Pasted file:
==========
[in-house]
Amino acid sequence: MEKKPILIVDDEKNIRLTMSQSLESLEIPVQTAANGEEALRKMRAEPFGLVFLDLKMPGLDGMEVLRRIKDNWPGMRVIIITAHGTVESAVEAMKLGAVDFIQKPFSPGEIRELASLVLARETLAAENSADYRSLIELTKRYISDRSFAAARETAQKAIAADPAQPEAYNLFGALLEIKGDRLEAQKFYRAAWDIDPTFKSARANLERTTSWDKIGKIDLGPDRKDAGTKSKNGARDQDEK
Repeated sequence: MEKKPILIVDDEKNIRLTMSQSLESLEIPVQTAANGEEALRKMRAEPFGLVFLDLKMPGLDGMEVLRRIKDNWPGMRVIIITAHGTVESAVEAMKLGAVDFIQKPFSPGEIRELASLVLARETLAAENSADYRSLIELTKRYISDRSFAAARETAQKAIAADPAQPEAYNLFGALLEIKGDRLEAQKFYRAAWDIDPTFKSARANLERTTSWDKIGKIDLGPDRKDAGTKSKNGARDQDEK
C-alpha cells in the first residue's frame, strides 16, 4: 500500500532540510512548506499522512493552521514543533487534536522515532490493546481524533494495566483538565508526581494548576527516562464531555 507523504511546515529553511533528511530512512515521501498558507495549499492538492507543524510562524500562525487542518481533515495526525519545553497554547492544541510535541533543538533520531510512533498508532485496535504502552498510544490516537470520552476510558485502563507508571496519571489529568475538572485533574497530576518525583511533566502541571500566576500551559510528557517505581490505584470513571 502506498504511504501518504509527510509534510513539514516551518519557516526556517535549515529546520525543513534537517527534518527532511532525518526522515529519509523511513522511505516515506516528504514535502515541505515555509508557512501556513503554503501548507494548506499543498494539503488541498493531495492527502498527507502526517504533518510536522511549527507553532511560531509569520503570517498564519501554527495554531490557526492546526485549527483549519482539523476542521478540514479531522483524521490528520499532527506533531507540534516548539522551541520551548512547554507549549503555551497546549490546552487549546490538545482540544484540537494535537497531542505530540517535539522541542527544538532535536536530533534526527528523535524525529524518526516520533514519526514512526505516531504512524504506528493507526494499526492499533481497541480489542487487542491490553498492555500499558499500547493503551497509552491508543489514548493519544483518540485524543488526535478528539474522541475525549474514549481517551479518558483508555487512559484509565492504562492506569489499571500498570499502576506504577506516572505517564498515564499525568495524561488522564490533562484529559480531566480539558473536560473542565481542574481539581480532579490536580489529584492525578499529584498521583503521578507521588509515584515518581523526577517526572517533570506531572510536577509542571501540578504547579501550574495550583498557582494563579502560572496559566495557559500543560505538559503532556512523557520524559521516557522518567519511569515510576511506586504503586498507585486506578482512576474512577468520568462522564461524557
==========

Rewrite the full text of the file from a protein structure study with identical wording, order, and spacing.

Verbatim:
[in-house]
Amino acid sequence: MEKKPILIVDDEKNIRLTMSQSLESLEIPVQTAANGEEALRKMRAEPFGLVFLDLKMPGLDGMEVLRRIKDNWPGMRVIIITAHGTVESAVEAMKLGAVDFIQKPFSPGEIRELASLVLARETLAAENSADYRSLIELTKRYISDRSFAAARETAQKAIAADPAQPEAYNLFGALLEIKGDRLEAQKFYRAAWDIDPTFKSARANLERTTSWDKIGKIDLGPDRKDAGTKSKNGARDQDEK
Repeated sequence: MEKKPILIVDDEKNIRLTMSQSLESLEIPVQTAANGEEALRKMRAEPFGLVFLDLKMPGLDGMEVLRRIKDNWPGMRVIIITAHGTVESAVEAMKLGAVDFIQKPFSPGEIRELASLVLARETLAAENSADYRSLIELTKRYISDRSFAAARETAQKAIAADPAQPEAYNLFGALLEIKGDRLEAQKFYRAAWDIDPTFKSARANLERTTSWDKIGKIDLGPDRKDAGTKSKNGARDQDEK
C-alpha cells in the first residue's frame, strides 16, 4: 500500500532540510512548506499522512493552521514543533487534536522515532490493546481524533494495566483538565508526581494548576527516562464531555 507523504511546515529553511533528511530512512515521501498558507495549499492538492507543524510562524500562525487542518481533515495526525519545553497554547492544541510535541533543538533520531510512533498508532485496535504502552498510544490516537470520552476510558485502563507508571496519571489529568475538572485533574497530576518525583511533566502541571500566576500551559510528557517505581490505584470513571 502506498504511504501518504509527510509534510513539514516551518519557516526556517535549515529546520525543513534537517527534518527532511532525518526522515529519509523511513522511505516515506516528504514535502515541505515555509508557512501556513503554503501548507494548506499543498494539503488541498493531495492527502498527507502526517504533518510536522511549527507553532511560531509569520503570517498564519501554527495554531490557526492546526485549527483549519482539523476542521478540514479531522483524521490528520499532527506533531507540534516548539522551541520551548512547554507549549503555551497546549490546552487549546490538545482540544484540537494535537497531542505530540517535539522541542527544538532535536536530533534526527528523535524525529524518526516520533514519526514512526505516531504512524504506528493507526494499526492499533481497541480489542487487542491490553498492555500499558499500547493503551497509552491508543489514548493519544483518540485524543488526535478528539474522541475525549474514549481517551479518558483508555487512559484509565492504562492506569489499571500498570499502576506504577506516572505517564498515564499525568495524561488522564490533562484529559480531566480539558473536560473542565481542574481539581480532579490536580489529584492525578499529584498521583503521578507521588509515584515518581523526577517526572517533570506531572510536577509542571501540578504547579501550574495550583498557582494563579502560572496559566495557559500543560505538559503532556512523557520524559521516557522518567519511569515510576511506586504503586498507585486506578482512576474512577468520568462522564461524557